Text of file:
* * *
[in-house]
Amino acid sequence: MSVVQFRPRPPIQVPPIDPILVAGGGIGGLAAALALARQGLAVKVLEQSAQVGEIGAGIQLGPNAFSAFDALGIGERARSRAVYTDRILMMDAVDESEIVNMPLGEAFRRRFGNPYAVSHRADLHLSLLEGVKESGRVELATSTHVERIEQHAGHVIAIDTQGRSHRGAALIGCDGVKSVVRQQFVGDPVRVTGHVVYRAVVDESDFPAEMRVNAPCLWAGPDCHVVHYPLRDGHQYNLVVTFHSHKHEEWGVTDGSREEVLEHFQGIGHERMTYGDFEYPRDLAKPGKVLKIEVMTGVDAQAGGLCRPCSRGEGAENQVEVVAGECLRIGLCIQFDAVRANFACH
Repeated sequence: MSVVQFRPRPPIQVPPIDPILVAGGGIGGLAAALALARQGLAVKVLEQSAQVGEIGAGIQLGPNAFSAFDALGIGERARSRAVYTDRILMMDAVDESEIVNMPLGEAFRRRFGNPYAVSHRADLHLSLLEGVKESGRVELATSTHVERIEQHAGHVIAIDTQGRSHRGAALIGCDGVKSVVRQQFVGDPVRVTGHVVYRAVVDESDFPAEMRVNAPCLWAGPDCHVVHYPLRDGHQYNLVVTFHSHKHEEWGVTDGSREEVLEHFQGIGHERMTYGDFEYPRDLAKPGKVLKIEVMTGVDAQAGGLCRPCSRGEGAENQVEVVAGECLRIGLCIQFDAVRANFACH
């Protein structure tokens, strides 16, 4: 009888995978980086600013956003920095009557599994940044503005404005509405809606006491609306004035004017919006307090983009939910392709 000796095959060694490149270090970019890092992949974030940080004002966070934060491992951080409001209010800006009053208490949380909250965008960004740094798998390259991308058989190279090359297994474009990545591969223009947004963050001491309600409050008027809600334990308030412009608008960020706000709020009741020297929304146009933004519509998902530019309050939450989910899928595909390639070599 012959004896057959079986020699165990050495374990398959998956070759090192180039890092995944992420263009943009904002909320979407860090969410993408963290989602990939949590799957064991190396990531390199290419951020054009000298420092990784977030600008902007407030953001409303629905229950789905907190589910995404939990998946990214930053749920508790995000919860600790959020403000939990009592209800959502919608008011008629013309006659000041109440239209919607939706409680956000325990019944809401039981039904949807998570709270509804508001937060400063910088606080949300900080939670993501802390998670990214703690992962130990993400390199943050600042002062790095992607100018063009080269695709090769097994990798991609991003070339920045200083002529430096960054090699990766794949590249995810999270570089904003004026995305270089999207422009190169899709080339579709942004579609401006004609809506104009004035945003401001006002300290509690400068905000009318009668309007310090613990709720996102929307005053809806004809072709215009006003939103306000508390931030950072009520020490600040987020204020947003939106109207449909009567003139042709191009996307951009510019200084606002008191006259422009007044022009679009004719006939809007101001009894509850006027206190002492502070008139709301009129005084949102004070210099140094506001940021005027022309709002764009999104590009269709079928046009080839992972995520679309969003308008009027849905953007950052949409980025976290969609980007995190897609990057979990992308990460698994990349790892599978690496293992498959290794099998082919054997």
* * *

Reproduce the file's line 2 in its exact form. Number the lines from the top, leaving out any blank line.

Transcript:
Amino acid sequence: MSVVQFRPRPPIQVPPIDPILVAGGGIGGLAAALALARQGLAVKVLEQSAQVGEIGAGIQLGPNAFSAFDALGIGERARSRAVYTDRILMMDAVDESEIVNMPLGEAFRRRFGNPYAVSHRADLHLSLLEGVKESGRVELATSTHVERIEQHAGHVIAIDTQGRSHRGAALIGCDGVKSVVRQQFVGDPVRVTGHVVYRAVVDESDFPAEMRVNAPCLWAGPDCHVVHYPLRDGHQYNLVVTFHSHKHEEWGVTDGSREEVLEHFQGIGHERMTYGDFEYPRDLAKPGKVLKIEVMTGVDAQAGGLCRPCSRGEGAENQVEVVAGECLRIGLCIQFDAVRANFACH